2 from Chicago area among those charged in Georgia Trump indictment

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The Georgia indictment against the former president and 18 co-defendants includes 41 counts and a racketeering charge. Among those named in the indictment are two people from the Chicago area: Orland Park minister Stephen Cliffgard Lee and Chicago lobbyist Trevian Kutti.

Lee is a 70-year-old pastor at Living Word Lutheran Church and has been politically active in campaigns for Trump-backed candidates. Kutti is a former Old Town resident who was once a publicist for disgraced R&B singer R. Kelly and controversial rapper Kanye West.

Both are facing three counts including solicitation of false statements, witness tampering and violations of Georgia’s racketeering laws.

The indictment accuses Lee and Kutti of attempting to convince Fulton County election worker Ruby Freeman to falsely confess to election fraud. Some of Kutti’s alleged pressuring was captured on camera at the Cobb County Sheriff’s office.

Freeman testified before the Congressional January 6 Committee that she has suffered harassment ever since her name became public.

Illinois Institute of Technology Kent College of Law professor Harold Krent called this fourth indictment of the former President “mind blowing.”

“President Trump faces four trials, possibly within five months. How can he focus on campaigning during that time?” Krent said. “Maybe it doesn’t matter, but we will still have to see.”

In addition to Lee and Kutti, who have maintained their innocence, the indictment also names former Trump Chief of Staff Mark Meadows and Trump’s attorney Rudy Giuliani. Both face racketeering charges.

Ironically, Giuliani made his name as a U.S. Attorney prosecuting mobsters under the RICO Act.

Krent said the pressure of a federal indictment and the possibility of prison time could convince some of the other co-defendants to turn state’s evidence on Trump.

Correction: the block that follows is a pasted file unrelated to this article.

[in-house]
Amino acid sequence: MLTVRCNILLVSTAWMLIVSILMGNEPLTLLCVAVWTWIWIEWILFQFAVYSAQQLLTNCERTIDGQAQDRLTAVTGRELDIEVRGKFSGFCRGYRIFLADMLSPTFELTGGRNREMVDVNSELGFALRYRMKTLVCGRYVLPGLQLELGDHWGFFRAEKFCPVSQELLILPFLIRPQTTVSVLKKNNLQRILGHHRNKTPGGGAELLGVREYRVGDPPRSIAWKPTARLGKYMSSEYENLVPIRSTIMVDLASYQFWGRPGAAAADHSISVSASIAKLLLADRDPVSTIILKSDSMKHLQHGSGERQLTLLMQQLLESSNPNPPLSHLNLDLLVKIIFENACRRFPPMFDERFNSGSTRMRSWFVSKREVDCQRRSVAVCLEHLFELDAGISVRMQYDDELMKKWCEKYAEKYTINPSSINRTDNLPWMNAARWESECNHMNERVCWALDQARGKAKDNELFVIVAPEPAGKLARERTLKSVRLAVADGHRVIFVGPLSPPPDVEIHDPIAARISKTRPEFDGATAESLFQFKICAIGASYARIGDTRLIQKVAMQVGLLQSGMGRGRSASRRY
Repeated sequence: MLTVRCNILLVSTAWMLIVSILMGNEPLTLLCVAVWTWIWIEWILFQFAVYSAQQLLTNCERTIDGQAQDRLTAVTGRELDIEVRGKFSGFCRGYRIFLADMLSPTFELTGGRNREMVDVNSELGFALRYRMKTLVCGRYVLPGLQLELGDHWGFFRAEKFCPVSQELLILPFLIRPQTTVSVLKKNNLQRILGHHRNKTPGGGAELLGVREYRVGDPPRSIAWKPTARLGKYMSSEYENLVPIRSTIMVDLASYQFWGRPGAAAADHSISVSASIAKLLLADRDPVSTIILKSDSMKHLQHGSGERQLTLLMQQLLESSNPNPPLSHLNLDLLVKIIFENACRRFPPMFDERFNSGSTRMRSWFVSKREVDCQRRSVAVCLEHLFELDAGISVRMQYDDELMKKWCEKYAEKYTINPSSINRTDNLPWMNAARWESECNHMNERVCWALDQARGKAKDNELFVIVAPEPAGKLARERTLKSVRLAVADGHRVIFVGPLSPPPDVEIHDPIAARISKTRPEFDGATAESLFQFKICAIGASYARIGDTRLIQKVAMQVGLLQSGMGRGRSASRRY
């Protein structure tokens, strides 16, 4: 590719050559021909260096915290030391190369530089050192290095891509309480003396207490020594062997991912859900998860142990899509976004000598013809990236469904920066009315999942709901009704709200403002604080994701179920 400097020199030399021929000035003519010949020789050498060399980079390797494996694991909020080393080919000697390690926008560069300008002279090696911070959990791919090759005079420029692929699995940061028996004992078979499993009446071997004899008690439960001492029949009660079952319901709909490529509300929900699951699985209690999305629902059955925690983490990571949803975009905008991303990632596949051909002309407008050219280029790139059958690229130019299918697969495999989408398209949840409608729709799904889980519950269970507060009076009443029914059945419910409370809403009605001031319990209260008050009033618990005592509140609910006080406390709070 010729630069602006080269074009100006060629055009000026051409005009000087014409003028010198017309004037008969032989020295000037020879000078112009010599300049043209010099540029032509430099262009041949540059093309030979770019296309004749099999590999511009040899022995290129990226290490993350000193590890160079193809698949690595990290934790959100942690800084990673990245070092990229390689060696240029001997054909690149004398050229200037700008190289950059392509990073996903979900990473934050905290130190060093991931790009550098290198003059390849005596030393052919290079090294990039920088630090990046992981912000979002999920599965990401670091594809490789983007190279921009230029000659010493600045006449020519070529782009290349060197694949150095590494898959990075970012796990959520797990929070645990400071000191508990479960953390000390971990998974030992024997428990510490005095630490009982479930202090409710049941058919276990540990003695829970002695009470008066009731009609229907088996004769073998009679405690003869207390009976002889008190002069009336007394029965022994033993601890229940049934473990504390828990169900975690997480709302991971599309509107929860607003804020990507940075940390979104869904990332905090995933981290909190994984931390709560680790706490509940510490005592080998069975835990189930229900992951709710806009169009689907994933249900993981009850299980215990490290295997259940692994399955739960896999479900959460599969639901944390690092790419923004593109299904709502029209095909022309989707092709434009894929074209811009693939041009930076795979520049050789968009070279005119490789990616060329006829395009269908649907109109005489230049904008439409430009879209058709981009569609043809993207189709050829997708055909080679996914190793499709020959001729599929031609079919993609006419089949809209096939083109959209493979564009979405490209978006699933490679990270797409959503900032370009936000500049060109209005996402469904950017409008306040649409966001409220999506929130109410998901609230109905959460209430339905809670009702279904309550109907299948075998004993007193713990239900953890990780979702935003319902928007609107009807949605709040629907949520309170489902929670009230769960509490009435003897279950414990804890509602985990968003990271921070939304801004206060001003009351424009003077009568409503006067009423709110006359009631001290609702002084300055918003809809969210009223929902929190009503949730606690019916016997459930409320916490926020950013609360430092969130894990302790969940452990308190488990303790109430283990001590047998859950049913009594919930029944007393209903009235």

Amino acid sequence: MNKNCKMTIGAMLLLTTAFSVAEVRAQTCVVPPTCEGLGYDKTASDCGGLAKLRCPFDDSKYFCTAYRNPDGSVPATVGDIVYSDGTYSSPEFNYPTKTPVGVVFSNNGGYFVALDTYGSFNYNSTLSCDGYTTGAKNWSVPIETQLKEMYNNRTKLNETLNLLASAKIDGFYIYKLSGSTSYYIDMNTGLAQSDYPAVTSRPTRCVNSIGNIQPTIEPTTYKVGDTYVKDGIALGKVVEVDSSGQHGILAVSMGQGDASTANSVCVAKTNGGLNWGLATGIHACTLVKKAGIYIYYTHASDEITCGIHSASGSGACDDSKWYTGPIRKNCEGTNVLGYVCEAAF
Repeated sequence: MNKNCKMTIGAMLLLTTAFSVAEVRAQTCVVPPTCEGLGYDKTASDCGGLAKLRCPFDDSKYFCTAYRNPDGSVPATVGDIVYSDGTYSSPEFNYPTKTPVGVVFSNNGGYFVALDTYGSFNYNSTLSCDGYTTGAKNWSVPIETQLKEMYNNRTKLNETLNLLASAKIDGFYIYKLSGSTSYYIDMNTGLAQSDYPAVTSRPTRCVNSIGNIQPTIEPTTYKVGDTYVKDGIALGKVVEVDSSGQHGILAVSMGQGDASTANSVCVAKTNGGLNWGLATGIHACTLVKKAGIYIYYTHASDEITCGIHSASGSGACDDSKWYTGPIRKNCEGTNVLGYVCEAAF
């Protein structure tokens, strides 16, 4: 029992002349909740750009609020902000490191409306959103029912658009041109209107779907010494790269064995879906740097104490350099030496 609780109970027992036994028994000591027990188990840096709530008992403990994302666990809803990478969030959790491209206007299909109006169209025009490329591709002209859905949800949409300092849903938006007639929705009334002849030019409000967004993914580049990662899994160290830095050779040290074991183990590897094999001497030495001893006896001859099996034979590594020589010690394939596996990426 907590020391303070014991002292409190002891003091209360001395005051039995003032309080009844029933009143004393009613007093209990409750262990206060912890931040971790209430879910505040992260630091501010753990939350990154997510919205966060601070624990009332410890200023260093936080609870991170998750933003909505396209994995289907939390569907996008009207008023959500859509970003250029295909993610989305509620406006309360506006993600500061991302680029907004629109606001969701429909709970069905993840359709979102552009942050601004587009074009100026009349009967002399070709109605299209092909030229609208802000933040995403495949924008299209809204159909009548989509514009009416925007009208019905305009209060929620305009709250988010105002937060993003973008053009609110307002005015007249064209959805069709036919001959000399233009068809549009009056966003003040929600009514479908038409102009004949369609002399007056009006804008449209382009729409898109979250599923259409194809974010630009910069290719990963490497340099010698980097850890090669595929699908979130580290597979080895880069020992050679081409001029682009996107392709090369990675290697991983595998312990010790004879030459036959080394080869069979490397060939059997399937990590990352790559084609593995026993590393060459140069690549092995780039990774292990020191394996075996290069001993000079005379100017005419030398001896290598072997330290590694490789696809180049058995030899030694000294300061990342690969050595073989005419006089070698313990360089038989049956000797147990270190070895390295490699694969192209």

The case is being watched closely around the nation and here in Illinois. Senator Dick Durbin (D-IL), who chairs the powerful Senate Judiciary Committee, called the charges against Trump  “some of the most serious in the history of the nation.”

Trump's campaign called the indictment "un-American and wrong.” The former president contends his actions were not illegal and the investigation is politically motivated. Trump pleaded not guilty to his three other indictment cases, in New York criminal court, Florida federal court, and Washington D.C. federal court.

Krent said the indictments would not keep Trump for running for or holding the office of President.

“There is no bar still to him running for office, even if he is convicted of these massive amount of felonies, he is entitled to run for office,” Krent said.

That would create a situation the country hasn’t seen since 1920 when Socialist Eugene V. Debs ran for President from inside a Georgia Prison where he was imprisoned under the Sedition Act of 1917.

If Trump were to win the Presidential election, he could conceivably order his attorney general to cease prosecution of the federal cases against him. The Georgia and New York cases would likely continue because they are being brought under state Law, Krent said.

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